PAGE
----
Budget 2016: How might the pension changes affect me?
On 16th March 2016, Chancellor George Osborne carried the iconic red briefcase into parliament to announce his 2016 Budget. So what pension changes have been announced?
In the past four years Budget announcements have meant some big changes made to pensions. From auto-enrolment to the launch of pension “freedoms” in April 2015, the U.K. government have made changes that are likely to affect many generations of retirees. And unsurprisingly, the 2016 Budget introduced some interesting options that may bring yet more changes to pensions. It also left some rumoured changes out.
Here are the highlights:
Pension tax relief is here to stay...for now
The Chancellor confirmed that the popular option for retirees to take a tax-free lump sum of up to 25% from their pension pot would remain, along with the current tax relief on money paid into pension pots.
This means, for the foreseeable future, pensions will remain in their current form. However, the government did not discuss their reaction to the responses they received from a recent pension consultation.
Does this mean that more changes could be on the horizon? Maybe. It’s easy to imagine that these changes could come in the future, possibly in exchange for an extension to the new Lifetime ISA. Which brings us to the next point:
Before the announcement, there were a lot of rumours about the possibility of George Osborne bringing in ‘ISA-style pensions’, and a radical overhaul of the way we pay tax on our pensions. In the end, Budget 2016 did not see these kind of changes to pensions, but it did introduce a new form of retirement saving: the Lifetime ISA.
How will a Lifetime ISA work?
A version of an Individual Savings Account (ISA), a Lifetime ISA is available to those aged 18 to 40 from April 2017 onwards. You will be allowed to save up to £4,000 a year in this specialised account, with a 25% bonus from the government meaning that for every £4 you save, the Government will contribute £1 too. Potentially, this could mean up to a £1,000 bonus from the government for saving £4,000 in a year. Contributions into this account will be allowed up until the age of 50. Importantly, this £4,000 per year is included within the overall total you are allowed to save into ISAs, with the Budget 2016 agreeing an overall increase to £20,000 from 2017.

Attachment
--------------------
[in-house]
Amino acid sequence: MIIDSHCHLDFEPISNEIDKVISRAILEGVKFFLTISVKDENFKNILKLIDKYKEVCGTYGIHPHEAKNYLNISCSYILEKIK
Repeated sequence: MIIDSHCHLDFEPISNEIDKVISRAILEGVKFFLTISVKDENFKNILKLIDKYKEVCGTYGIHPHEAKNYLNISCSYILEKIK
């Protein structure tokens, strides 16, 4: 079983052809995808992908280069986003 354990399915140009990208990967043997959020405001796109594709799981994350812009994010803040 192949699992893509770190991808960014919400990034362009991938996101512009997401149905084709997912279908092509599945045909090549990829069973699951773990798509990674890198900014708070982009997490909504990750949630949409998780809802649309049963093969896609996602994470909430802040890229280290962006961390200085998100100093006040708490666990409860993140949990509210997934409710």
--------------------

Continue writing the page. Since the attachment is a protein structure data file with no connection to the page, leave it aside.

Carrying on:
This new type of ISA is designed to help people purchase a first home, and/or from age 60, to use in retirement. When the funds are used for either of these purposes, the whole amount, including the government bonus, can be withdrawn tax free. The total fund can also be withdrawn tax free if you are diagnosed with a terminal illness, regardless of your age.
If funds are withdrawn for any other purposes, this bonus will be lost. Instead, the government bonus element (and any investment returns on this) will need to be repaid, along with a 5% charge on the rest of the savings.
How does this affect my retirement plan?
It depends on your options. For those with low pension savings, or perhaps the self-employed, this could act as a nice bonus to save for retirement if you are not paying into a personal pension.
Whether it will be better to save into the new Lifetime ISA instead of into a pension will depend on your individual circumstances; such as the level of tax you’re paying during your working life and what level of tax you anticipate paying during your retirement.
One important thing to consider will be whether you are giving up employer pension contributions if you stop contributing to a pension in favour of the new Lifetime ISA.
But in all honesty, it’s perhaps too early to tell the exact benefits and risks of Lifetime ISAs. Between now and their launch in April 2017, the details are sure to be ironed out by the Chancellor and financial companies.
A 'pensions dashboard' for the digital age
It’s easy to lose track of all your pension pots when so many of us are changing jobs throughout our working life. Fortunately, the Budget 2016 took steps to address this. With the average person moving employers 11 times over their working life, this could mean they end up with 11 different private pension pots by the time they retire. That’s a lot to lose track of. The Chancellor proposed, therefore, that by 2019 a digital ‘pensions dashboard’ be designed, funded, and launched by the industry. For tech-savvy retirees, this can only be a good thing; meaning individuals will be able to view all their retirement savings in one place.
A way to help pay for advice – tax free!
Are you put off taking financial advice because of the cost? Well the Budget 2016 may contain some good news for you:
Starting from summer 2016, discussions are taking place over introducing a ‘Pensions Advice Allowance’ as a more tax efficient way to pay for financial advice. In the future, this could allow members of Defined Contribution pension schemes to withdraw up to £500 tax free from their scheme before the age of 55 to pay for financial advice. As it’s a tax free dip into your pension pot, it will reduce the worry of forking out of your pay packet for valuable advice.
The Money Advice Service is changing, and may be closed
The Money Advice Service will be restructured with the Pensions Advisory Service and Pension Wise to create two new bodies: a new pensions guidance body and a new, slimmed down money guidance body. How this will be done is still under discussion within the government.